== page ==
And it is still relatively early days. Certainly this increased Chinese investment in the U.S. is partly a cyclical story—the result of Chinese investors parking money abroad to ride out turbulence in China’s domestic economy. But it is mostly a structural trend, with a long way to go. China’s global outbound FDI stock could triple to $3 trillion (up from today’s $1 trillion) by 2025.
As mentioned above, most of the “strategic investment” originating from China—that is, investment in sectors directly tied to the core business sectors of the investor—is funneling into technology goods (especially semi-conductors), R&D networks, and advanced manufacturing. Take semiconductors, for example, where in 2015 alone, Chinese investors were party to 21 different deals attempting to acquire an overseas chipmaker (up from 8 such deals in 2010). Among the most high-profile of these bids involved Fairchild Semiconductor International. Hailed as “one of the companies that first brought silicon to Silicon Valley,” Fairchild ultimately remained in American hands, rejecting what it called a “superior offer” worth about $2.5 billion from Chinese state-backed buyers in favor of a smaller bid from an American rival, citing concerns that federal regulators might reject the Chinese deal.
The unsuccessful Chinese bid for Fairchild was just one of more than a dozen such offers in recent months for international semiconductor businesses, mostly in the United States. The recent interest in semiconductors traces back to direct orders from Beijing. China’s most recent Five-Year Plan explicitly identifies semiconductors as a “core industry.” Since the Plan’s release, Chinese companies with varying ties to the government have focused intently on acquiring foreign technology in the sector.
These investments may or may not be good bets. What is clear: they align well with directives from Beijing. China’s most recent five-year plan and its official outbound FDI catalogue express appetite for greater outbound investment into primary resources and technology sectors, both of which would naturally point Chinese investors toward the United States. The general uptick in Chinese investment, accentuated by several high-profile, high dollar-figure deals—as well as the disparity between market access in the United States and China (more on that below)—will likely sharpen political and economic sensitivities to this investment in the United States.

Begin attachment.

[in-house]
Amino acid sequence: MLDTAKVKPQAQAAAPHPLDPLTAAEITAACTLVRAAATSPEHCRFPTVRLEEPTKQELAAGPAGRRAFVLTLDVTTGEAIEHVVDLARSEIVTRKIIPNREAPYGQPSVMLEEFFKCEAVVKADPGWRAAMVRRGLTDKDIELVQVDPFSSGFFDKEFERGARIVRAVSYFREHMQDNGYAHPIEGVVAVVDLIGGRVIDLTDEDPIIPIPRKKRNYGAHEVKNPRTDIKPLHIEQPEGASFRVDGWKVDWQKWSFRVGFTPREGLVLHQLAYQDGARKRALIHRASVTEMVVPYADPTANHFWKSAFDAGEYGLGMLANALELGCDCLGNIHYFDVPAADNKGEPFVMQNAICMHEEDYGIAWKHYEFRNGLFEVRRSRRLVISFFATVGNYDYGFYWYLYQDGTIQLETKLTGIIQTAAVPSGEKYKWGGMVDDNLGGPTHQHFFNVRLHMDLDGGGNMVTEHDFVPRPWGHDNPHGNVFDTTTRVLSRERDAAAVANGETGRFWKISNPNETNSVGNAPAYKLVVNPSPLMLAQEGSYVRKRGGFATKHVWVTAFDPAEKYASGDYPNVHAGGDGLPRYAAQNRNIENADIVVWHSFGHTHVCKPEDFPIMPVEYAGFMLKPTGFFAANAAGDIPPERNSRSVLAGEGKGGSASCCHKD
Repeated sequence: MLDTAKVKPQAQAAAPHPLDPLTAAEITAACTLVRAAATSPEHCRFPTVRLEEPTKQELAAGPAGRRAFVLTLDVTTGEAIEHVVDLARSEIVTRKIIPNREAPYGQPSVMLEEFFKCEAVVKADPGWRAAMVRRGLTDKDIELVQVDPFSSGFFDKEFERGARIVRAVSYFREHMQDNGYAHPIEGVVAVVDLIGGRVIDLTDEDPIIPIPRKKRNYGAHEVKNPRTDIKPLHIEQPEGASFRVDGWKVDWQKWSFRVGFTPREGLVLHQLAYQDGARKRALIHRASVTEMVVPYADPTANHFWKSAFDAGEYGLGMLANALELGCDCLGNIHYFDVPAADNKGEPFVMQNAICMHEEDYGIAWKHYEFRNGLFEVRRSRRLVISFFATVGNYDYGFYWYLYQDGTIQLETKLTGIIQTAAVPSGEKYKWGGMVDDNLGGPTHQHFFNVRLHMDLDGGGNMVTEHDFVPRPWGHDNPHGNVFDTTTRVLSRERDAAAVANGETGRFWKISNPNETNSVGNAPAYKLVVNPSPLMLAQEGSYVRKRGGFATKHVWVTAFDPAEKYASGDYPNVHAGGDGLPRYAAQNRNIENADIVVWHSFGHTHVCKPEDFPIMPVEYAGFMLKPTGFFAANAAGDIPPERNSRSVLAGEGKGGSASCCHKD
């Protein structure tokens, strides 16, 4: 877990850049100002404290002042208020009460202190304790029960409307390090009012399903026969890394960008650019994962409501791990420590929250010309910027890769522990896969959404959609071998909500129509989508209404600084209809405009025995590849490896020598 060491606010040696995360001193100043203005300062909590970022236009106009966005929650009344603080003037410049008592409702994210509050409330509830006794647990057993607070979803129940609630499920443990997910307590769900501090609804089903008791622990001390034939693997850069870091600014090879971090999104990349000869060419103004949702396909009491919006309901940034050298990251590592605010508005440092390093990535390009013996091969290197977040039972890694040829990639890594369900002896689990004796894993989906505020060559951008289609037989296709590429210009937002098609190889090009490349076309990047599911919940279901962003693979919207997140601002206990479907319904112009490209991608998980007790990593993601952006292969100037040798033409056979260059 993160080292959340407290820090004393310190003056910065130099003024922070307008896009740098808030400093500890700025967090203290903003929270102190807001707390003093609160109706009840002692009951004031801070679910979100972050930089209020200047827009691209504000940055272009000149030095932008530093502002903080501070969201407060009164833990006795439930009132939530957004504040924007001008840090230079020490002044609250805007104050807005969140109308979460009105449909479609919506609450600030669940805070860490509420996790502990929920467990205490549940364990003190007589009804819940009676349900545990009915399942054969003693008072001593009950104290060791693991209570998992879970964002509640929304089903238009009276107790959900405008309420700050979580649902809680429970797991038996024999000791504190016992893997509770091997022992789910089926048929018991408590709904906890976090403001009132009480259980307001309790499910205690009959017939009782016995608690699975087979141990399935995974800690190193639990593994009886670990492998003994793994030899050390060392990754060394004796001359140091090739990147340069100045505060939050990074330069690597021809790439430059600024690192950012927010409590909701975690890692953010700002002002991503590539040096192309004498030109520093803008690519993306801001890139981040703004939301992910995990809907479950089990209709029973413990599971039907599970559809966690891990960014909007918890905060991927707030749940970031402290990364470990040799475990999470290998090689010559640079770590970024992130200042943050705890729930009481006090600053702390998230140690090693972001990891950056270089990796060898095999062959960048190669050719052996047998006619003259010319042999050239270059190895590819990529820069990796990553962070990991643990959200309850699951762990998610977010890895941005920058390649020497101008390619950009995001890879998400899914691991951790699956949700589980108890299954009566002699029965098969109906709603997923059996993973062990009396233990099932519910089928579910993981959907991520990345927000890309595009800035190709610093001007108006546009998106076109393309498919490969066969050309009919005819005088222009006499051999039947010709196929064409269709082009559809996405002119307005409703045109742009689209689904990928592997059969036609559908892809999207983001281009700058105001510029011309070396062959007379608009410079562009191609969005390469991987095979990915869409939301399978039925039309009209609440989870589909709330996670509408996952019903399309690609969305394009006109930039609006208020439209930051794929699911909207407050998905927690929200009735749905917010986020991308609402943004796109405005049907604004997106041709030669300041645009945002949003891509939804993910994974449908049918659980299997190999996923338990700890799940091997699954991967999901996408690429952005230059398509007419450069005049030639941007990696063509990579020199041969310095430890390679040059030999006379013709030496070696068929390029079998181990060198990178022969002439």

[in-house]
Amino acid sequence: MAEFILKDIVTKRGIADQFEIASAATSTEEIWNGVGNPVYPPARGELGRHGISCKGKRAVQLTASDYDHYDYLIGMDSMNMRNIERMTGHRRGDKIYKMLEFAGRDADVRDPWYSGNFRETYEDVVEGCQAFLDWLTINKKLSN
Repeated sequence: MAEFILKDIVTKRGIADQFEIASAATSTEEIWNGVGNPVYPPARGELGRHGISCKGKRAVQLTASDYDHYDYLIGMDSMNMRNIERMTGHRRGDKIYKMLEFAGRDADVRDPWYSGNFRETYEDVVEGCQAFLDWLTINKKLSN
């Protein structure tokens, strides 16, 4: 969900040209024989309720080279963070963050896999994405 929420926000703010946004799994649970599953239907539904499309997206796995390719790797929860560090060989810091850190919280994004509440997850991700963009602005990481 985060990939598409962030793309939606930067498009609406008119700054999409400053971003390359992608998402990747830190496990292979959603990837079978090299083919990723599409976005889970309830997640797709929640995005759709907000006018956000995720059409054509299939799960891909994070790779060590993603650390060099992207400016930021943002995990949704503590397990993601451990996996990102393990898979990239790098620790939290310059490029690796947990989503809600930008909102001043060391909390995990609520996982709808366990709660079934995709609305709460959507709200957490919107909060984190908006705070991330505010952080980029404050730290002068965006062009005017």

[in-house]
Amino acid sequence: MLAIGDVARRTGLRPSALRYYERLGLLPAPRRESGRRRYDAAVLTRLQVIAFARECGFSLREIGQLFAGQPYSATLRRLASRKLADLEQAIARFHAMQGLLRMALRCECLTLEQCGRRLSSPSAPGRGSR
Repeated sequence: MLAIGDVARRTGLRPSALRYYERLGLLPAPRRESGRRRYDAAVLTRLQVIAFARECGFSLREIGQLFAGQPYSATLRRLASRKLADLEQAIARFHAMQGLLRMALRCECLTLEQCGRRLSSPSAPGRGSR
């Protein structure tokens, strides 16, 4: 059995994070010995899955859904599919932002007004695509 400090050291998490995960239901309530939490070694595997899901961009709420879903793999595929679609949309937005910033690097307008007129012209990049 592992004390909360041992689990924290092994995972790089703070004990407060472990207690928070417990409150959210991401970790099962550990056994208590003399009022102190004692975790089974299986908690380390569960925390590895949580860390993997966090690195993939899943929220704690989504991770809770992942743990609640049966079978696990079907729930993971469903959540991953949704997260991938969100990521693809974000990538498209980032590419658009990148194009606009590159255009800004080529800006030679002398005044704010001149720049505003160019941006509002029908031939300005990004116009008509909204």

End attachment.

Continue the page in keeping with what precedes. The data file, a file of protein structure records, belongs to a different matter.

The policy debate over the U.S. response seems to be heading in two, somewhat overlapping directions. Most immediately, there is growing bipartisan momentum in Congress and the Trump Administration for reforming the U.S. national security review process for foreign investment, known as “CFIUS” (short for the Committee for Foreign Investment in the United States). But broader economic security considerations, while valid, should not be shoehorned into the existing CFIUS framework; rather, they should be pursued on their own terms, through reforms aimed at achieving reciprocal access in the U.S.-China investment relationship.
Revamping CFIUS to respond effectively to the surge in Chinese investment will require several fixes.
To start, the notification process, currently voluntary, should instead be made mandatory for certain categories of filings (those involving certain kinds of technologies, for instance, or parties from a certain designated list of countries). This way, all investments by Chinese firms would be automatically flagged for U.S. officials. To address the varied scope of Chinese investment, the scope of “CFIUS-covered” transactions requiring notification should be extended to green-field investments and minority stakes (at least in certain sectors), not simply M&A activity. There should also be notification requirements whenever an existing investment undergoes a material change (e.g., changes to projected manufacturing plans, R&D, technology transfers and integration).